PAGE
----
CHAMPION midfielder Greg Williams has called on umpires to "back off" and give players more space in the wake of four separate umpire contact incidents in the past two rounds.

Williams, a dual Brownlow medallist, was hit with an infamous nine-match ban for touching an umpire in 1997 while playing for Carlton.

The controversial suspension saw Carlton take the matter to court, but ultimately ended his illustrious career.

Two current Blues – brothers Ed and Charlie Curnow – will face the AFL Tribunal on Tuesday night for separate umpire-touching incidents in their win over Essendon last week.

HAWKINS BANNED Tribunal finds big Cat guilty for umpire contact 

Gold Coast co-captain Steven May was cleared of his contact with an umpire at the Tribunal on Monday night, however Cats forward Tom Hawkins last week copped a one-week suspension for touching an umpire in Geelong's win over Greater Western Sydney.

Hawkins described the set of umpire contact charges as a "coincidence", but Williams believes umpires are getting too close to players.

"I think players have got their own space and I really don’t think umpires should go into it. I reckon they get too close to them and they have to keep their space from the player. I really do," Williams told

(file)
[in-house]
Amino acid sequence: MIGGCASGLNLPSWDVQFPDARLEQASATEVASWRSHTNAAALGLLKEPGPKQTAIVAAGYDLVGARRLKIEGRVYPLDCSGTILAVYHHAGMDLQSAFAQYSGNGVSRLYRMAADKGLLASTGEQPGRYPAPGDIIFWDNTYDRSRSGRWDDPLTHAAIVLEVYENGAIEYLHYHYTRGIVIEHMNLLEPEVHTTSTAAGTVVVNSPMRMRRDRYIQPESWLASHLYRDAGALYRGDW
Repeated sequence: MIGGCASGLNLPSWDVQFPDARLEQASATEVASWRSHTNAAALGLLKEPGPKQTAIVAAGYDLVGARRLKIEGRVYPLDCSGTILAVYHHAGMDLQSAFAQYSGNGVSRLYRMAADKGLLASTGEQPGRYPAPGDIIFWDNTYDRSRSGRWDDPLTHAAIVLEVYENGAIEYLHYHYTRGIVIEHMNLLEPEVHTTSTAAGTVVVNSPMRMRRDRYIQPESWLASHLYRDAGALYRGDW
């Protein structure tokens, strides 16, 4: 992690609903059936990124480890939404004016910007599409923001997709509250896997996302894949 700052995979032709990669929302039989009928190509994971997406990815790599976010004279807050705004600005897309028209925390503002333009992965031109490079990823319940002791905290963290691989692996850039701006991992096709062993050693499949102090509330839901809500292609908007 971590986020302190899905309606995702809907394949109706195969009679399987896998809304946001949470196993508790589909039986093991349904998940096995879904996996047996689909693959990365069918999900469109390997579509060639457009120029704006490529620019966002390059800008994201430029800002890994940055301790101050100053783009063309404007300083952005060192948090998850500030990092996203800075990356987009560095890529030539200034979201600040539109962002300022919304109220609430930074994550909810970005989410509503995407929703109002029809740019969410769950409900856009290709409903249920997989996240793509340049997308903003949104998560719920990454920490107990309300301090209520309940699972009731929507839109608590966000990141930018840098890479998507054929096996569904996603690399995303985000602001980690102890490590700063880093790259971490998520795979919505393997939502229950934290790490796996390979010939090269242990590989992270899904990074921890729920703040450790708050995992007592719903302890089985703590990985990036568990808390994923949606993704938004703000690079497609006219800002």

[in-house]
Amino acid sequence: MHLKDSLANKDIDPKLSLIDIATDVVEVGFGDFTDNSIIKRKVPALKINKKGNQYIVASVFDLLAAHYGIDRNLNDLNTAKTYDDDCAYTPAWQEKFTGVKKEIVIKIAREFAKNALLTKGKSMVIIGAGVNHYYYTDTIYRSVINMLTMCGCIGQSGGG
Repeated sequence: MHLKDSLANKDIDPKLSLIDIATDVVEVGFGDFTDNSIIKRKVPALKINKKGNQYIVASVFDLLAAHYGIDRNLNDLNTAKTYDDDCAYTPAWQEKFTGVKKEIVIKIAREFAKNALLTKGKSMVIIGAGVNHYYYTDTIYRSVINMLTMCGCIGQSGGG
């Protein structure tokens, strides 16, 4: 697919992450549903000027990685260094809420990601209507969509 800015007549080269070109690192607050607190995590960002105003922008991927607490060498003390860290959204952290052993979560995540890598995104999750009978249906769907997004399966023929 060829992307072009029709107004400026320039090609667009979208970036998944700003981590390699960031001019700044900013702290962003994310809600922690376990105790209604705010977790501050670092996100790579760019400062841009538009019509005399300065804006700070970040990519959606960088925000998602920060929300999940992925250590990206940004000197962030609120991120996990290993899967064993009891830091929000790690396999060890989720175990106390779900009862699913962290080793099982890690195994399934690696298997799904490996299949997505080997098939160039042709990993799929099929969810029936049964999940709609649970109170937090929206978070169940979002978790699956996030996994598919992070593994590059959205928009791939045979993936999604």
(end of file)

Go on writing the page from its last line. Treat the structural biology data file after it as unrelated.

"Touching them is not on in any circumstances, but if the umpire's at least a metre or two metres away, it's not going to happen. I really think they just need to back off a bit and stay a metre or a metre-and-a-half away.

"It mightn't be that simple, but I don't like people in my space even walking down the street. It is a stressful game."

Williams said he was surprised May was cleared by the Tribunal and that he believed Hawkins' one-match suspension was the right decision.

However, the former Carlton, Geelong and Sydney great said he thought Charlie Curnow was attempting to shield the umpire in his case during a scuffle of opposing players.

"You can't touch them, obviously that's the No.1 thing, but I thought Charlie was protecting the umpire a bit and saying 'Mate, just don't go in there'," he said.

"I thought he was shepherding him off to stop him getting in there and from getting bumped. That was my opinion. But you can't touch them and unfortunately they did."

The 250-gamer, who was named in Carlton's team of the century, was adamant intentional contact with umpires should be stamped out but that incidental contact was a part of the frenetic nature of the game.

"Obviously there's 20 players around the ball so it's hard for the umpires once they throw it up to get out of there, it's dangerous sometimes. The players do well to avoid them 95 per cent of the time," Williams said.